Special education rights are worth the fight.
Back in 1974, a majority of the well over 3.5 million children with disabilities in the United States were denied meaningful inclusion in public education. A federal study at the time found that nearly half of disabled children were totally excluded from public schools. Many were institutionalized or kept at home and never educated. The rest were either placed in grossly inadequate, segregated classrooms or in regular classrooms devoid of much needed support.
Thankfully, the situation is different today: Resources are available to children with disabilities and their parents. But definitive action and legal assistance are often needed to assert and obtain guaranteed rights.
One federal law guides every aspect of the provision of special education and related services. This law is the Individuals with Disabilities Education Act, commonly called the IDEA. The IDEA provides benefits and protections to disabled children and their parents.
The primary purpose of the IDEA is to make available to every child with a disability a free appropriate public education. A free appropriate public education means special education and related services that are provided at public expense and without charge, meet state educational standards, include preschool through secondary education, and conform with an Individual Education Program (IEP). Such an educational program is intended to help children succeed in school and prepare them for the world beyond.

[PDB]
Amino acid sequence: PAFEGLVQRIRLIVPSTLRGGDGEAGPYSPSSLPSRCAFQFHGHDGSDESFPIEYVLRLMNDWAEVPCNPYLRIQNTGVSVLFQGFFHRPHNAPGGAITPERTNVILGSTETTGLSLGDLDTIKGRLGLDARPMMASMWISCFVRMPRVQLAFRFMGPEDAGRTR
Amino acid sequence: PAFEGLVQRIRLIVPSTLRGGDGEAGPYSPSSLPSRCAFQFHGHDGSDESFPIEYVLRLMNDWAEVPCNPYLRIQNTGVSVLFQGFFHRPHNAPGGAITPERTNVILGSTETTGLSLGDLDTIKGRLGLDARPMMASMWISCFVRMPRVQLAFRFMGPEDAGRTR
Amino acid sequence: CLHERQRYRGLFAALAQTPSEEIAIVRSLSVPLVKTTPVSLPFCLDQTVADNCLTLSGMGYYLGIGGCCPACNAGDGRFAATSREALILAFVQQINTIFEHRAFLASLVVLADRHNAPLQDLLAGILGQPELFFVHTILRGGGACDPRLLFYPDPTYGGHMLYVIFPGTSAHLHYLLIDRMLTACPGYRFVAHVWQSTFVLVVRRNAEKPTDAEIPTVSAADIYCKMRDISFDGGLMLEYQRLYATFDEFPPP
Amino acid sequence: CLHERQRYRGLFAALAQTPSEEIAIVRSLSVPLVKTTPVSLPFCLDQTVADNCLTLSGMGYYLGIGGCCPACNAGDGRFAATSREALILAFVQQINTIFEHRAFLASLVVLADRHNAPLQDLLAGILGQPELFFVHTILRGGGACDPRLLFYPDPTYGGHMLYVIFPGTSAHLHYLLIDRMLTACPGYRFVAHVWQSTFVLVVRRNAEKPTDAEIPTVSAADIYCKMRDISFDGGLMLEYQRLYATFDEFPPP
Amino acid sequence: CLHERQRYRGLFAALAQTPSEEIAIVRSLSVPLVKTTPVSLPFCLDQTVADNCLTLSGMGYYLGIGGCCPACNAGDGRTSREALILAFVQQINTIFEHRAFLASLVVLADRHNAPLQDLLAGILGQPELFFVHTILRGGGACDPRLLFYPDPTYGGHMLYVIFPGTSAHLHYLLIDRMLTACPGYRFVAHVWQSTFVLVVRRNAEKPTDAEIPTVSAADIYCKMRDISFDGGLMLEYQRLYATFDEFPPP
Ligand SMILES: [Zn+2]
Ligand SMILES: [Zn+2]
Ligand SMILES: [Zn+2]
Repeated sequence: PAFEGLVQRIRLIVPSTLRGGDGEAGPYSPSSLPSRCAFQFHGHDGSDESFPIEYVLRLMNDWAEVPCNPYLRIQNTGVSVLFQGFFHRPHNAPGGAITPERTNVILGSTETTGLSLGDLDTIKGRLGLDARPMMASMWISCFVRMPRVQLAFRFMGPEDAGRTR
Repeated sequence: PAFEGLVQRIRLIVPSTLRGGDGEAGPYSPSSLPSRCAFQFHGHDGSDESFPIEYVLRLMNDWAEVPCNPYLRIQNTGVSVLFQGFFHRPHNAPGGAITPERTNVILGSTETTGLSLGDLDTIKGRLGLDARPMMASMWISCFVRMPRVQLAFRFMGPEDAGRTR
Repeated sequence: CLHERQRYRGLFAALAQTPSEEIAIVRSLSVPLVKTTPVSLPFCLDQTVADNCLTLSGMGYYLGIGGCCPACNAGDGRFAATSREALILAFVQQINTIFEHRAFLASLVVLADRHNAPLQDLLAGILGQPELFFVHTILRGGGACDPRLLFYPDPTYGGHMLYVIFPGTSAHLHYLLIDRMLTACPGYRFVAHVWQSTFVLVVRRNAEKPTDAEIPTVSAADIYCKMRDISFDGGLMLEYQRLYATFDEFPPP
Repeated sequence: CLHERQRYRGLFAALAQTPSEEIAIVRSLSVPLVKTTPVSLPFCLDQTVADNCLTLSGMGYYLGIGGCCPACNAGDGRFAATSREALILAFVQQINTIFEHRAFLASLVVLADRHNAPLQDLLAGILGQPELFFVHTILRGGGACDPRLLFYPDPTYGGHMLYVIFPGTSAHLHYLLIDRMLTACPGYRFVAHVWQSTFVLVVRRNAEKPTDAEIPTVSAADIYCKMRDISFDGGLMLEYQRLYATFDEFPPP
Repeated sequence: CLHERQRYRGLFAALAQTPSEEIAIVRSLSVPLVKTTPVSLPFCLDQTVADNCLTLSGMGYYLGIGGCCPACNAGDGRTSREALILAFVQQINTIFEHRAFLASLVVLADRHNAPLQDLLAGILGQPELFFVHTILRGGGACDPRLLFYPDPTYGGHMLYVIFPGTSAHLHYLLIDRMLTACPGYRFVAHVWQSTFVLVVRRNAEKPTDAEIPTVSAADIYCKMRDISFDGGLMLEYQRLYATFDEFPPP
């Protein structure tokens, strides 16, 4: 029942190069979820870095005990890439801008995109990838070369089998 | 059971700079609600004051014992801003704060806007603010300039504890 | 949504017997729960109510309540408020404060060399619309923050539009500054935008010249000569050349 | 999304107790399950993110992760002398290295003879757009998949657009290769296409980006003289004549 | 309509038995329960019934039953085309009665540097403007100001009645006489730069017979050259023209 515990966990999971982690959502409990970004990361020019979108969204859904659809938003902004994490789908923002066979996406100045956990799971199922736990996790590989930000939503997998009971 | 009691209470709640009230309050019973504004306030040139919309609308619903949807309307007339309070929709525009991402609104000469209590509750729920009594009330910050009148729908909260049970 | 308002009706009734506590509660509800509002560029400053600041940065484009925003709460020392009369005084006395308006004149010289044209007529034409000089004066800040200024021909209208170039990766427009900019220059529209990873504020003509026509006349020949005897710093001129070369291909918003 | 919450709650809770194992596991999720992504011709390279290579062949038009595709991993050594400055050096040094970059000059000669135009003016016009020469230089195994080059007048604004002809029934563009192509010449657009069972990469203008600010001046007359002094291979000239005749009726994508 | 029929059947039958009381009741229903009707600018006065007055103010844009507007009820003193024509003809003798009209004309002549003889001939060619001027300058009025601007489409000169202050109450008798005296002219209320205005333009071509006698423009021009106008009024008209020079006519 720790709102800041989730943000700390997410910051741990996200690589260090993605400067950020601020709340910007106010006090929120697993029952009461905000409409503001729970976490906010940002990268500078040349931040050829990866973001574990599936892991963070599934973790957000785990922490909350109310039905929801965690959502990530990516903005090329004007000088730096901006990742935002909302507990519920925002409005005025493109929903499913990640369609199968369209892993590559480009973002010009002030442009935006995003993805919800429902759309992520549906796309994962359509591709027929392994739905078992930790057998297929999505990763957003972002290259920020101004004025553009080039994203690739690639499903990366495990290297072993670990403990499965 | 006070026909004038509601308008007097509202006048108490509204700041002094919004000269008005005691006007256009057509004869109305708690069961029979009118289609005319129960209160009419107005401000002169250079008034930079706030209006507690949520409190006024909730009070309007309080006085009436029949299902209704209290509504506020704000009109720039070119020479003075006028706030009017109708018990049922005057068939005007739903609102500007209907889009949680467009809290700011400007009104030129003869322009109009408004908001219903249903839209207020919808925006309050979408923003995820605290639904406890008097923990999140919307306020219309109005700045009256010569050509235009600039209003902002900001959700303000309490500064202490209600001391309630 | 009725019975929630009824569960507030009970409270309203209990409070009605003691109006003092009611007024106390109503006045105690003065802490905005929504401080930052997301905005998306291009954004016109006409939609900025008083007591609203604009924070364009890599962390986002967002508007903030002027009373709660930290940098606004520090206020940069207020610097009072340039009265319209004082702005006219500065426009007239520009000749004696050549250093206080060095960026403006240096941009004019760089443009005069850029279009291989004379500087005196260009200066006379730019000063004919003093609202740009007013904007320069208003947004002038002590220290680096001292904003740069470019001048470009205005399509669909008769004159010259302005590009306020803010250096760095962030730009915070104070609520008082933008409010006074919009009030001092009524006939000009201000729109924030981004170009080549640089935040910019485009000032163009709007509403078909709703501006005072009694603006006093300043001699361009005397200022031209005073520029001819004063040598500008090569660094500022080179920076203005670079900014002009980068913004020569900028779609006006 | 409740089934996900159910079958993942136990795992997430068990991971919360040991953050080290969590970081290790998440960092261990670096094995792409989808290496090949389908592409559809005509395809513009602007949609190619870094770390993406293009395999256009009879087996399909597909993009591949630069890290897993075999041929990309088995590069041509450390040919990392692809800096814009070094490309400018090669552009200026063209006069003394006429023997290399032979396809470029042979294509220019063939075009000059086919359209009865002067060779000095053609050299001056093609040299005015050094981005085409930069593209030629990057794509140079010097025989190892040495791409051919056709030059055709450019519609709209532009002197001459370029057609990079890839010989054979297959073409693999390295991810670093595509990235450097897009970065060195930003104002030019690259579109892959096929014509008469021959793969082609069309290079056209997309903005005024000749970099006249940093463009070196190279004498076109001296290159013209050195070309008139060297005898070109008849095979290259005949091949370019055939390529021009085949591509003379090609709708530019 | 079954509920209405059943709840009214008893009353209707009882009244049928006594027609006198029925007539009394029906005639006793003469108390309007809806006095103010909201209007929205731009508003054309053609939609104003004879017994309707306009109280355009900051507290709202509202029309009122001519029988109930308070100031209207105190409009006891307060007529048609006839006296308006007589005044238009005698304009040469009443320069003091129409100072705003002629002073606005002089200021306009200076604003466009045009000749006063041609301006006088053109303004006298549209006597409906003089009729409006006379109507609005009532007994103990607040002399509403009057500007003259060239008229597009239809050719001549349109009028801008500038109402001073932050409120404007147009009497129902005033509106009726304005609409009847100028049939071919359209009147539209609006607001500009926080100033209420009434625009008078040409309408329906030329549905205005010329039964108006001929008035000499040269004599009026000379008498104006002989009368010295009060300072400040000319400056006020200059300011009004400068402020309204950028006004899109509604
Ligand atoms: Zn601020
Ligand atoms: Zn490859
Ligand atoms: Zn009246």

A child's IEP is a written document that acts the roadmap as to how the school will provide a child with a free appropriate public education. The process of developing the IEP, with parents as full and equal participants with school personnel, determines exactly what services the child will receive.
A student's special education is much more than just academics. Under the IDEA, a student's educational needs are broadly construed to include the student's social, health, emotional, academic, communicative, physical and vocational needs.
Unfortunately, disagreements often arise between parents and schools: Parents and school personnel may disagree as to the appropriate placement for a child; or the child's IEP may indicate that he or she is to receive physical therapy, but none was provided; or a school district may find a child ineligible for special education even though the child is reading far below grade level.
In order to secure an appropriate education guaranteed under the law, and by the compassionate foresight embodied in the IDEA, parents can turn to help from independent evaluators, advocates, and special education attorneys.